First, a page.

This news has been received from: New York Post

All trademarks, copyrights, videos, photos and logos are owned by respective news sources. News stories, videos and live streams are from trusted sources.

A Lancaster County, Pa., judge is expected to revisit the whopping $1 million bail set for each of several accused rioters after some of them hired private attorneys and filed petitions protesting the amount, according to a report on Wednesday.

Magisterial District Judge Bruce Roth said he would hold bail hearings on Thursday now that each of the nine defendants have secured counsel, Lancaster Online reported.

“I want all the defendants to be treated equally, so I tried to procure attorneys for all of them, so they could all have bail hearings at the same time,” Roth said.

The cases are being revisited in response to bail petitions filed by some of the defendants who hired private attorneys, Roth told the website in an email.

The judge had set bail at $1 million for at least nine of the 13 people arrested early Monday during protests over the police shooting of Ricardo Munoz. They are charged with a slew of felonies and misdemeanors including arson, riot, vandalism and criminal conspiracy.

The father of Kathryn Patterson — one of the accused rioters and a Kappa Delta sorority sister — blasted the amount his daughter was being held in jail on as “vindictive” in an interview with The Post on Wednesday.

“[I’m] completely floored. It’s really just vindictive,” Chip Patterson said. “You want to have faith in the system because it’s the only one we have and then you experience this. I understand why my daughter would protest in the first place.”

Social justice advocacy groups also decried the bail amount as excessive. Pennsylvania Lt. Gov. John Fetterman went as far as to call it “unconstitutional.”

Filed under bail ,  pennsylvania ,  protests ,  riots ,  9/16/20

News Source: New York Post

Tags: protests bail pennsylvania protests riots

Florida schools reopened and there was no surge in coronavirus cases, new analysis shows

Next News:

California governor signs law forbidding first responders from taking photographs following death of Kobe Bryant

California Gov. Gavin Newsom signed a bill on Tuesday prohibiting first responders from taking photographs of accident scenes, a law prompted by the death of NBA star Kobe Bryant.

The law, which takes effect on Jan. 1, will make it a misdemeanor crime for anyone who "responds to the scene of an accident or crime" to take a photograph of a deceased person for any purpose unrelated to law enforcement or the "genuine public interest."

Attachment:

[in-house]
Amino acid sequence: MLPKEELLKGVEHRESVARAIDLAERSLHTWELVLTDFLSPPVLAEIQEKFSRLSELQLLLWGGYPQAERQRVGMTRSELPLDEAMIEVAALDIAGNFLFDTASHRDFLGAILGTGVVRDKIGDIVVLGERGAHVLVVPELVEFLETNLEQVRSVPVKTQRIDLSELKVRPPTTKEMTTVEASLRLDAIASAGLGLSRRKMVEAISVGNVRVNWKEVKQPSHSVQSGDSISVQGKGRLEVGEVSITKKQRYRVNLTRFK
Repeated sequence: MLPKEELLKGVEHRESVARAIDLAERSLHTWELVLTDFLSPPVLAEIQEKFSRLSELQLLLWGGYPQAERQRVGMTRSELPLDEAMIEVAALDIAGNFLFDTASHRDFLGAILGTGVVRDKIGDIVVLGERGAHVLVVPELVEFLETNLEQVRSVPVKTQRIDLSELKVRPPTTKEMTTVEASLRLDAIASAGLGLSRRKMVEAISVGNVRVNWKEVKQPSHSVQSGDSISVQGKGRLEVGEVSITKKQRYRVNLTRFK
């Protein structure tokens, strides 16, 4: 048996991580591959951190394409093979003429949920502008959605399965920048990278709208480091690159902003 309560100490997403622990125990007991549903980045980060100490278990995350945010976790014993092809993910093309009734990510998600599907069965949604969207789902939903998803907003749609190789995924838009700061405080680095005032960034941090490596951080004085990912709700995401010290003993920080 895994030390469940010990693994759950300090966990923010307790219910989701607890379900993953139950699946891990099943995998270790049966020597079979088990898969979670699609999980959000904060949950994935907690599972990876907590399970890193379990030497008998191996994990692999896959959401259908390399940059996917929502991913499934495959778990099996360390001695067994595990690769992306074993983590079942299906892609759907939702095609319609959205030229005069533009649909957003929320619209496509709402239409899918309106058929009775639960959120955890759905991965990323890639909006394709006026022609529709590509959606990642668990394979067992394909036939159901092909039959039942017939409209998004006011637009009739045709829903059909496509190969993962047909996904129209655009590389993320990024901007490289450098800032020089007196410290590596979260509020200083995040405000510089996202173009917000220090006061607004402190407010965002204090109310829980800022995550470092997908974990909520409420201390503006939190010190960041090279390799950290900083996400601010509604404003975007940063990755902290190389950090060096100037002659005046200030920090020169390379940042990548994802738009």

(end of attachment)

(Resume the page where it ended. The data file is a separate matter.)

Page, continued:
First responders convicted of violating the law could face fines of up to $1,000 per offense.

The legislation was drafted after eight deputies from the Los Angeles Sheriff's Office were placed under investigation after photographs of Bryant's remains were shared after he died alongside his 13-year-old daughter and seven others while en route to a basketball tournament earlier this year. At the time, Sheriff Alex Villanueva said that he was "horrified" to hear that his deputies were accused of sharing the photographs and ordered them to be deleted.

The incident prompted a lawsuit from Bryant's widow, Vanessa Bryant. The lawsuit, which was filed last week, accused the department of negligence, invasion of privacy, and intentional infliction of emotional distress and requested damages on behalf of the family.

Democratic Assemblyman Mike Gipson, the state lawmaker who introduced the legislation, said it was "unconscionable" for first responders to violate the privacy of victims in that way.

"Our first responders, when responding to an emergency, should not be taking very sensitive photographs … for their own gain, for their own pleasure," Gipson said.

News Gavin Newsom Kobe Bryant Law Enforcement

Other News

  • Prince Georges County police officer accused of sexual abuse of minor
  • Gabrielle Union Reaches Resolution with NBC Over Allegations of a ‘Toxic Culture’ at America’s Got Talent
  • Prince Georges County Police Cpl. Tristan Thigpen Indicted, Accused Of Sexual Abuse Of Minor
  • GOP House candidate accused of abusing his kids including adopted daughter, 9, who says he made her touch his genitals
  • Man accused of hitting ex with car, running over her sons foot in NYC
  • Biden’s plan to overhaul 401(k) tax breaks — Here’s why it could create a surge into Roth 401(k)s
  • Officer Pistol-Whipped In Attack At LAPD Harbor Station, Suspect Held On $2.2M Bail
  • Hennepin County Attorneys Office Said No Reports Of Voter Fraud, Despite Project Veritas Claims
  • Negotiators hunker down as Brexit talks hit final weeks
  • Negotiators Hunker Down as Brexit Talks Hit Final Weeks
  • 3 Ways to Take Money From Your Roth IRA in an Emergency
  • Arbaaz Khan Takes a Legal Recourse, Files a Defamation Suit after His Name Gets Dragged in Sushant Singh Rajput and Disha Salian Death Case
  • EU Won't Accept Britain Going Back on Brexit Deal, Germany's Roth Says: Magazine
  • Officer Recovering After Attack At LAPD Harbor Station, Suspect Held On $2.2M Bail
  • Cleveland businesses boarding up to prepare for rioters ahead of presidential debate
  • Woman charged with sending ricin to the White House pleads not guilty, will be held without bail
  • Should district attorneys play a bigger role in releasing police shooting videos?
  • Feds arrest 12, allegedly seize 137 pounds of meth, 33,000+ opiate pills, in bust of multi-state drug ring based in CA
  • Woman pleads not guilty, denied bail over Trump ricin letter